Cross-Cultural Missions

Jul 27, 2021 | Building Healthy Creative Communities | 0 comments

cross-cultural-mission-ua21

A Conversation with Nick and Kathryn Kircher 

Nick and Kathryn Kircher are on staff with United Adoration. They spent several years as missionaries in Asia working with Wycliffe Bible Translators. Nick is an ethnomusicologist, someone who studies the music of the world. I asked them three questions, thinking of Terry Wildman’s upcoming talk at the UA Conference October 7-9: “Creating in Your Local Context”. You can read more about Terry Wildman here, and sign up for the UA21 in-person or virtual here. The virtual option is only $25! 


How might you explain the importance of cross-cultural missions? 

Nick Kircher: Cross-cultural missions is important because we want everyone everywhere to be able to have a relationship with the God of all creation. When we share the Good News, we are encouraging listeners to consider a revolutionary way of life and relationship to Jesus and His heavenly culture.

Kathryn Kircher:  The arts are so important to communicate the truth that God is the Lord of every nation and He loves every culture.  As we worked in Asia, we saw over and over again that when people were encouraged and equipped to worship the Lord using their heart language and the artforms of their own culture, it demolished the lie that they had to leave their culture behind in order to follow Jesus.


Why are you excited about the
First Nations translation of the Bible (an Indigenous translation of the New Testament coming August 31, 2021, from Terry Wildman)? 

Nick Kircher: A new Bible translation encourages the reader or listener to consider a new possibility using their own heart language thus aiding greater understanding.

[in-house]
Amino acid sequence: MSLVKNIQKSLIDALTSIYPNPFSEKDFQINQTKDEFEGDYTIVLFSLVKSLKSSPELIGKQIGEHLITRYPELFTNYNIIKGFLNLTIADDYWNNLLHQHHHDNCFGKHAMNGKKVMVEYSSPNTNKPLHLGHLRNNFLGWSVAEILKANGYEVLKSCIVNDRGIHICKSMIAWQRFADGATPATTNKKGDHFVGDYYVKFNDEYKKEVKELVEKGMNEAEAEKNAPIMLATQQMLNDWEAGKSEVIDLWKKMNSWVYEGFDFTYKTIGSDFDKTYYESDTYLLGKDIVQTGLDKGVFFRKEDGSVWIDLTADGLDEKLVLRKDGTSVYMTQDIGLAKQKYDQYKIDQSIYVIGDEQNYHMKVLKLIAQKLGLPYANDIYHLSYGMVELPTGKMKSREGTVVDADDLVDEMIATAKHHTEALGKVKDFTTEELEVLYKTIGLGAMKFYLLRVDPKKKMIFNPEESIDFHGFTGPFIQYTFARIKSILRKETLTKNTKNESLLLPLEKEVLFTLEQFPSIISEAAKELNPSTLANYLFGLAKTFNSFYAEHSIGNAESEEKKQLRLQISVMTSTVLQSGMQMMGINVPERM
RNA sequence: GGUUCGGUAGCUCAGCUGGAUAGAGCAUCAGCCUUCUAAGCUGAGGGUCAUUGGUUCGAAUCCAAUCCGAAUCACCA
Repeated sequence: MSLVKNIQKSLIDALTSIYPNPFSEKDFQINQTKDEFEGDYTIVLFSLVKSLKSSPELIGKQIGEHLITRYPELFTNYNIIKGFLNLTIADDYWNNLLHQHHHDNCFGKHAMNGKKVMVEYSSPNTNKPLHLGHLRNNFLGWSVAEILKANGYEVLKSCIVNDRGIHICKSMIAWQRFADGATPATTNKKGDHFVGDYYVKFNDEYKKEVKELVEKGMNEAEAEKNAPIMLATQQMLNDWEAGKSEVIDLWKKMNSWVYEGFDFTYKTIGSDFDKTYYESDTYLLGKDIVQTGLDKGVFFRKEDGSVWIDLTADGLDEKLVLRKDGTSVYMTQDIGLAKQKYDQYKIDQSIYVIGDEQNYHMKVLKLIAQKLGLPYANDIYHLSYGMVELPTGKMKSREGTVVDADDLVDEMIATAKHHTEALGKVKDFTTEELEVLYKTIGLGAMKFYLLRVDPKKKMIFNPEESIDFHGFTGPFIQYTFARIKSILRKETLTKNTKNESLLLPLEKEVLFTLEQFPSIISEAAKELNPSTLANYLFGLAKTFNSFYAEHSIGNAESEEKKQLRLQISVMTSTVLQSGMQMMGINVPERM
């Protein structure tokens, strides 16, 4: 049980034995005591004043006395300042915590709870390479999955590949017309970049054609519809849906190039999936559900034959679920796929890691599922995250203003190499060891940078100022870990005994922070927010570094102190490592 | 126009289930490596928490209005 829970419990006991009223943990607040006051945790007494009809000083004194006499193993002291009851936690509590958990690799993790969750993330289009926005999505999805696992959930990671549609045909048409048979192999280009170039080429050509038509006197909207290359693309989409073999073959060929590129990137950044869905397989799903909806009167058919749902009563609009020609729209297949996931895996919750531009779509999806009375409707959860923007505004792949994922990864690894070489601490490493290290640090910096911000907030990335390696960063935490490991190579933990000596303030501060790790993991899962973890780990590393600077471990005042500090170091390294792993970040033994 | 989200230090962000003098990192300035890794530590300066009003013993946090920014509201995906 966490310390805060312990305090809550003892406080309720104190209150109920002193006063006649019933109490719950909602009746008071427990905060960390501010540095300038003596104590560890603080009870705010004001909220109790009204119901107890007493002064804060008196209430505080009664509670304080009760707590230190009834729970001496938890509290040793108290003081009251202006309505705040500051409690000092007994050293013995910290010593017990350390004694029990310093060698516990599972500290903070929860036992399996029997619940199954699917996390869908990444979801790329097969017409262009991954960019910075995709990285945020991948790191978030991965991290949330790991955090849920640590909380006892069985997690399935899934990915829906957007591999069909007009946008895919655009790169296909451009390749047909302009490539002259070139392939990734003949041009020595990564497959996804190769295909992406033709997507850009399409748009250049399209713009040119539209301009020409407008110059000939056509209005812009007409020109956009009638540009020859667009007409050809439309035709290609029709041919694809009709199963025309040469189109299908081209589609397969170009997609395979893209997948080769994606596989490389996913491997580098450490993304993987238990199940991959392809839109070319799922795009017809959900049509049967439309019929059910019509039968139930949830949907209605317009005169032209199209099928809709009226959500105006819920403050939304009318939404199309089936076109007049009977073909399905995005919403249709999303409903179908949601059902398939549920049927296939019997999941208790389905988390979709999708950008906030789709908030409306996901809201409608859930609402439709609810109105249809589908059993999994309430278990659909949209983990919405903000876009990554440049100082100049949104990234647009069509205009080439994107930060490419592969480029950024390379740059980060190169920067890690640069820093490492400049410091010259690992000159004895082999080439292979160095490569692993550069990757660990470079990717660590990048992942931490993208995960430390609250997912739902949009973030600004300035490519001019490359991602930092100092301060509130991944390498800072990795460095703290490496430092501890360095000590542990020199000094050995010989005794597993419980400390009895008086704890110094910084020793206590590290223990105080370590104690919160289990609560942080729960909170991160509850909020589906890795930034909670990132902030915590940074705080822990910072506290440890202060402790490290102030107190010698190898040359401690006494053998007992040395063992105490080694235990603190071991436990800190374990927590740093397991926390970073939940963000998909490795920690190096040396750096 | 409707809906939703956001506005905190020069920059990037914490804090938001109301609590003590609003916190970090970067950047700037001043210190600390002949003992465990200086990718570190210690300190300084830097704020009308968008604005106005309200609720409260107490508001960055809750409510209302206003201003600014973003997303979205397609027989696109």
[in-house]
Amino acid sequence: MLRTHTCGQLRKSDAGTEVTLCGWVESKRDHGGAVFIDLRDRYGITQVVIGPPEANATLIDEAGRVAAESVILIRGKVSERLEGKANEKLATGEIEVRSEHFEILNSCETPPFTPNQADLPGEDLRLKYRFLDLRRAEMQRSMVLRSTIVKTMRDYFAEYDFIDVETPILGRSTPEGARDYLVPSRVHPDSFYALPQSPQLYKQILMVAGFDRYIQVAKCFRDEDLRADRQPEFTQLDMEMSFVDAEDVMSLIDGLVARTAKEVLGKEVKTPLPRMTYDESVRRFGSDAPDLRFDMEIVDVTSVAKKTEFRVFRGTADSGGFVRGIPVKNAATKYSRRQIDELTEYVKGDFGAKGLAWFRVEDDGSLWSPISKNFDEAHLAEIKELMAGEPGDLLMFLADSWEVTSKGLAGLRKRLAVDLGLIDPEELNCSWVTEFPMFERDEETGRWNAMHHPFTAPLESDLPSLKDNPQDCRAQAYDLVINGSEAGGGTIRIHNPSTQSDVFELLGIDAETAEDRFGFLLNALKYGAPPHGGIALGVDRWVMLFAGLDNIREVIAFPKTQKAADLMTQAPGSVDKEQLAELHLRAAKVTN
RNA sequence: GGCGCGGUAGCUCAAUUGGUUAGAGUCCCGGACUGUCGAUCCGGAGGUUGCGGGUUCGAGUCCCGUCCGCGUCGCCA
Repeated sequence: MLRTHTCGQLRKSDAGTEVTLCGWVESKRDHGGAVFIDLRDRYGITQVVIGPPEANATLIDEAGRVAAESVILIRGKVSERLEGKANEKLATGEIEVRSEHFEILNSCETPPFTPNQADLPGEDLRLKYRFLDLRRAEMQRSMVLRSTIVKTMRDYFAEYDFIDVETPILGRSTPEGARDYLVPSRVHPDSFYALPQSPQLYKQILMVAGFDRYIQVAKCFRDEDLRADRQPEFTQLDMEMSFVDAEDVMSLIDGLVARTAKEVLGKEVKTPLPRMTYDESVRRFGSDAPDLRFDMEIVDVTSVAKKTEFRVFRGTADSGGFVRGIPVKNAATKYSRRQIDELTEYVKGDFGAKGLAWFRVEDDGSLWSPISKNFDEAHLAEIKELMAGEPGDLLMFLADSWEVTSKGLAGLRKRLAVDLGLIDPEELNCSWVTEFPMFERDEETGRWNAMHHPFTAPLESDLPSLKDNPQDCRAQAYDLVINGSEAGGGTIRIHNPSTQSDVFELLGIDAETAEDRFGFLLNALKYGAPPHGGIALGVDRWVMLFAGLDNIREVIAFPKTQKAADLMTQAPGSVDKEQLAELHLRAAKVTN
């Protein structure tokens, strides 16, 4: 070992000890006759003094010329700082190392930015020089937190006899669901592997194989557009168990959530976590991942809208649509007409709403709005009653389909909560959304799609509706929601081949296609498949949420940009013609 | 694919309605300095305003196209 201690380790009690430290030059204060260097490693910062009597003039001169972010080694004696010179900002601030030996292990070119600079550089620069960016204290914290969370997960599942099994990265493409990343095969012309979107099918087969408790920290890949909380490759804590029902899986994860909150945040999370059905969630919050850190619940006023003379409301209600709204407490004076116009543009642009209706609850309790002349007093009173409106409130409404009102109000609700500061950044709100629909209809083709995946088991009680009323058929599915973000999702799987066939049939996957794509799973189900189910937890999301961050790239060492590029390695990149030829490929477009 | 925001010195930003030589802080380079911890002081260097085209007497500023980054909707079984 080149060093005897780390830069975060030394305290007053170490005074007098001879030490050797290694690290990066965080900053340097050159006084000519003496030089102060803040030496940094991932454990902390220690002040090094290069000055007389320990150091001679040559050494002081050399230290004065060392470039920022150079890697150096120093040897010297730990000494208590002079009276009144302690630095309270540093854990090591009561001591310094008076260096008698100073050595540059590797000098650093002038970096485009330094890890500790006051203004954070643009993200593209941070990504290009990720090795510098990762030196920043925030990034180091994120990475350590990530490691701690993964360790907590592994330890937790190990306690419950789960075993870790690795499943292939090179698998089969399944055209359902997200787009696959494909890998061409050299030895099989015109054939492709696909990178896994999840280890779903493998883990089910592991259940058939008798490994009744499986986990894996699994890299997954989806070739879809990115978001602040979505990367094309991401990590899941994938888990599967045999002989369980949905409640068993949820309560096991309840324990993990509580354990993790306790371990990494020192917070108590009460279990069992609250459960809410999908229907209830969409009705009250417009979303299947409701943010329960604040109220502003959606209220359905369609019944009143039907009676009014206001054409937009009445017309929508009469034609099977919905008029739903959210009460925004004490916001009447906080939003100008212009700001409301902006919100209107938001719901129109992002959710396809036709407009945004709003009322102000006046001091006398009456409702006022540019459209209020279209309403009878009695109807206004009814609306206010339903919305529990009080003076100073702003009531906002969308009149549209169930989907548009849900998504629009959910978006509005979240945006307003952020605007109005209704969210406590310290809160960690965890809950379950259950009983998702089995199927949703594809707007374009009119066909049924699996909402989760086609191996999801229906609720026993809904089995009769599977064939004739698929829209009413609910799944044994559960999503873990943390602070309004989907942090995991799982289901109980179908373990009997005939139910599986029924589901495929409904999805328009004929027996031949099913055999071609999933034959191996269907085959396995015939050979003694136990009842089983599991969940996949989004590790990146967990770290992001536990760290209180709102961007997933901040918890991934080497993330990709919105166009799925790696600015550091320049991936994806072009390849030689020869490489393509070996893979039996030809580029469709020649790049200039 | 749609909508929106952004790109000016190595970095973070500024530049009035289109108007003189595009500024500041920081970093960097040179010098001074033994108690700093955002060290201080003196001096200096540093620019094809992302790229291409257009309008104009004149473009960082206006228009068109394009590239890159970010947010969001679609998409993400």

Since following Jesus is encapsulated in the two great commandments, we must engage with love which requires all of our heart, soul, mind and strength. The arts help us engage the message emotionally signified by the heart and soul in the first great commandment. Terry Wildman not only encourages embracing this life-giving message using the heart language of the First Nations Peoples but also entertains these truths and relationship with God in song. “How will they believe unless someone tells them?” reminds Paul. 

Kathryn Kircher: I’m excited about the First Nations Version because it honors the cultures of Native Americans and communicates this truth that God speaks their language, that He wants to converse with them.  I love the way this translation honors the storytelling traditions and linguistic patterns of the First Nations’ oral cultures.

Personally, I’m a product of the Jesus Movement of the 60’s and 70’s.  One of the most profound influences of that movement was The Living Bible, which expressed the words of Scripture into modern, accessible language.  This paraphrase had a profound impact on me, too!  What The Living Bible did for me in the 70’s, the First Nations Version can do for Native Americans in the 21st Century.  It’s long overdue and I’m so glad Terry and his team have made this translation!

What is the difference between what Wildman and groups like Christafari are doing, and the history of the missionary movements that imposed their culture on others?

Nick Kircher: The gospel of Jesus Christ by nature has barriers that we need to cross in order to embrace Jesus’ way. Bible translation helps remove the language barrier by making it available in a new language. The musical group Christafari crosses the cultural/musical divide, as does Terry Wildman.  Christafari and Terry Wildman are alike in this way.  They’re both echoing Paul, who encouraged all of us to become all things to all men (1 Corinthians 9:22).

Previous generations of missionaries required that their converts embrace many unnecessary foreign cultural values to turn to Jesus. We still find cultures around the Globe with residue from that approach. “Do I have to become American to believe?”

Kathryn Kircher: I would defensively add that this perception of missionaries as people who force Western culture on others is erroneous for the modern missions movement.  I worked for the missions department of a denomination back in 1976 and even then there was great awareness of the importance of not adding unnecessary cultural baggage as the Gospel was being shared.  I know this has happened historically, but these days part of a missionary’s training typically includes this value of honoring the host culture.

Please join us at UA21 October 7-9, 2021 where we’ll have more conversations like this one about worship, the arts, culture, and strengthening the church. 

 

Interviewer Bio
Catherine Miller is a songwriter and writer in Tallahassee, FL. She enjoys planning retreats, working with the UA Online Team, and studying worship theology at Robert Webber Institute for Worship Studies.

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